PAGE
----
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Windows 11 is soon here - but your computer will probably not be able to run it


Simon
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Windows 11 was unveiled just a couple of days ago by Microsoft. The new operating system will be a free update for existing Windows 10 users and will come with a refreshed look, some cool new features, as well as security improvements. But your computer will probably not be able to run it.

There is still a lot of confusion regarding what kind of system requirements Windows 11 will have. But it seems clear now that Windows 11 will require a modern CPU and a security feature called TPM - the latter which at worst case isn't available on your computer,  or simply isn't activated on most PC's (and requires you to go into your BIOS settings to activate it).

That means that most computers that are currently running Windows 10 on somewhat reasonable modern hardware, i.e. computers that are older than three years, will be unable to install Windows 11. Or they will be able to install an unsupported version of the new operating system. Again, it's all pretty confusing right now and Microsoft haven't given a proper explanation yet.

In fact, many of Microsoft's own computers in their Surface line of professional and premium computers won't be able to run Windows 11 because of these system requirements.

Right now it feels like Windows 11 will be much worse than Windows Vista. If you remember, Windows Vista failed because people didn't have proper hardware for it. But Windows 11 won't even run on proper hardware that's just a couple of years old. We're in the middle of a global chip shortage with increasing prices of computer parts and hardware. We also face an environmental crisis that is increasingly worsening that require us all to play an active part in reducing our consumption and resource usage. How can Microsoft then even consider implementing new requirements that will force people to replace their existing hardware that could have been working just fine for many more years?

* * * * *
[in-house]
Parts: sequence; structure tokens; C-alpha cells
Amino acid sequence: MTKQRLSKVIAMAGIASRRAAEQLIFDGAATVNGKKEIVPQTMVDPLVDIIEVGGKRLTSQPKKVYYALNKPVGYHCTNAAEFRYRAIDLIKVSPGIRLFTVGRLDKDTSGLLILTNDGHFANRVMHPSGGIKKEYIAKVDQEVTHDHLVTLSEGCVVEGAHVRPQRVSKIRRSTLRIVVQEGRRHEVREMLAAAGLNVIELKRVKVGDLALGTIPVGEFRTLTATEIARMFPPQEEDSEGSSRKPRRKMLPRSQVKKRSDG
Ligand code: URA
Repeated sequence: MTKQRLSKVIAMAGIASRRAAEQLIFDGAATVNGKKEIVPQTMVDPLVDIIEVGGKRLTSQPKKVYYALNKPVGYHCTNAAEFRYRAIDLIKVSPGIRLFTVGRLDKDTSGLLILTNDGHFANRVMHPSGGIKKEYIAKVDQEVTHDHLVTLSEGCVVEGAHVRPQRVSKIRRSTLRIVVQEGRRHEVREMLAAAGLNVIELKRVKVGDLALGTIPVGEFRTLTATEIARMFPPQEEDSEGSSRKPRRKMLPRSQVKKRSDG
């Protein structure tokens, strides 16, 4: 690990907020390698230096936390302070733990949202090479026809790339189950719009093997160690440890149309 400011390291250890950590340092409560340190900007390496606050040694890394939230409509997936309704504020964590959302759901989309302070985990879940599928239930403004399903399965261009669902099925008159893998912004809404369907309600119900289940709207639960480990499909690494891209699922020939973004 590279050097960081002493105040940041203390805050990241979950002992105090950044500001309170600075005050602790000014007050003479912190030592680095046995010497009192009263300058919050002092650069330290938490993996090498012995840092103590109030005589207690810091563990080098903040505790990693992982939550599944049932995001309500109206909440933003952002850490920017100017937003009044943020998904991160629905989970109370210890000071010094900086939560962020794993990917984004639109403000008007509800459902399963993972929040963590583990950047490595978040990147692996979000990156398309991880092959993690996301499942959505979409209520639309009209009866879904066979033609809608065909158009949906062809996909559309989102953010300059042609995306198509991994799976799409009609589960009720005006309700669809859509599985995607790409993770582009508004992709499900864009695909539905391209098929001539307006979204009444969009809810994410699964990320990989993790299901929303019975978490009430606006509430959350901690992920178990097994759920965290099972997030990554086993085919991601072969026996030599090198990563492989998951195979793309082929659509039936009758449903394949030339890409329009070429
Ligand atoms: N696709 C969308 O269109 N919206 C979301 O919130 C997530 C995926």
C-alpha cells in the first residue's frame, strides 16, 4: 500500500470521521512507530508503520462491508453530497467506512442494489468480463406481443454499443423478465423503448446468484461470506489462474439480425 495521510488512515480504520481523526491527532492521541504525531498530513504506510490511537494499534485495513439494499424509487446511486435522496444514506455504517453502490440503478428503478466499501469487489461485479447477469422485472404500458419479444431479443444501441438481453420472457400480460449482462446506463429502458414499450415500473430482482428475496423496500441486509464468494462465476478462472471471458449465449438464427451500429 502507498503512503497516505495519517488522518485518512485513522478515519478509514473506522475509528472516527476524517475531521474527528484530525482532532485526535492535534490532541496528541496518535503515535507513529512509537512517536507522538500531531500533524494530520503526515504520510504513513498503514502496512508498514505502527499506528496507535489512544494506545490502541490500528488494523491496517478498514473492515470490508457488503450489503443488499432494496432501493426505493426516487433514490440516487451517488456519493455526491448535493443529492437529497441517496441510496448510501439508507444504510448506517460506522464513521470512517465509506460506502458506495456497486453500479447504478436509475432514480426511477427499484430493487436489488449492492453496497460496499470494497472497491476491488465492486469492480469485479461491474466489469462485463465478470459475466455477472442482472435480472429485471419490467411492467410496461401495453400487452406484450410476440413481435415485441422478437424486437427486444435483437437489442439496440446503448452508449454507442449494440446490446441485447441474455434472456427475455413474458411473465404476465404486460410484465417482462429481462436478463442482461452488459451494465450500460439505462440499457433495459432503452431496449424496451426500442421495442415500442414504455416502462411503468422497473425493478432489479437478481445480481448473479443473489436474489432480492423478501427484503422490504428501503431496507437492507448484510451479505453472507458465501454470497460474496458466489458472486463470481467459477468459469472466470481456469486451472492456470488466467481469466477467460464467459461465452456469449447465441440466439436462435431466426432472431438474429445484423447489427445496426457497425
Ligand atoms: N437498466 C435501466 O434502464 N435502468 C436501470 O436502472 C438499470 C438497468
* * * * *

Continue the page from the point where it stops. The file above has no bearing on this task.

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  • Simon changed the title to Windows 11 is soon here - but your computer will probably not be able to run it
  • 2 months later...
  • 2 weeks later...

To tell you the truth, I didn't really have any problems with Windows 8. I enjoyed using it with my Surface. ^_^

But yeah, we'll just have to wait and see how people are reacting to Windows 11. But I don't think the launch will go as smooth as Windows 10. In fact, I haven't seen or experienced the same excitement for Windows 11 as with previous OS versions. The hardware requirements are really not helping to make the new operating system more popular.

Windows 11 will be released next week on October 5, and if you're curious to see if you can upgrade your computer to Windows 11 you should download and run the newly re-released PC Health Check app. While I'll be able to upgrade my laptop to Windows 11, neither my desktop PC nor my Surface Pro will be able to install the new operating system - which is a real bummer. 

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I upgraded my Huawei MateBook X Pro to Windows 11, and it seems to work just fine. I had no problems downloading the Windows 11 upgrade tool and the update took about 40 minutes. But I do have this weird glitch with the Windows taskbar and the Huawei PC manager software, see the screenshot below.

image.png.f76bff8dbf1964653b932853ecfc8d23.png

If I close the PC manager software the taskbar goes back to normal again. I'm sure Huawei will fix that in an update soon. 

All in all, I'm happy with the upgrade. It feels like a new and modern skin for Windows 10 though, and some features are still missing (such as the android apps feature) and Microsoft still haven't updated all parts of the UI. And I just can't seem to get used to the new placement of the Windows start button. Luckily, I can switch the placement to the left side. ;) 

I think The Verge was pretty spot-on with their review of Windows 11:

Have you upgraded to Windows 11 yet?

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Want to get rid of the Microsoft Teams chat app that's now located on your new taskbar on Windows 11?

image.png.a1cb54fdb108da1057cd91c3e024d326.png

That's easy, just follow these simple steps:

  1. Open Settings (or simply right-click the Taskbar and select the Taskbar settings option and go to step 4).
  2. Click on Personalization.
  3. Click the Taskbar page on the right side.
  4. Under the "Taskbar items" section, turn off the Chat button.

Now the Microsoft Teams icon has been removed from your taskbar. But the chat app is still active on your Windows 11 PC. To remove the chat app completely you need to follow these steps:

  1. Open Settings.
  2. Click on Apps.
  3. Click the Apps & features page on the right side.
  4. Select the Microsoft Teams app.
  5. Click the three-dotted button next to the app and select the Uninstall button.

And now it's it's finally gone! :)

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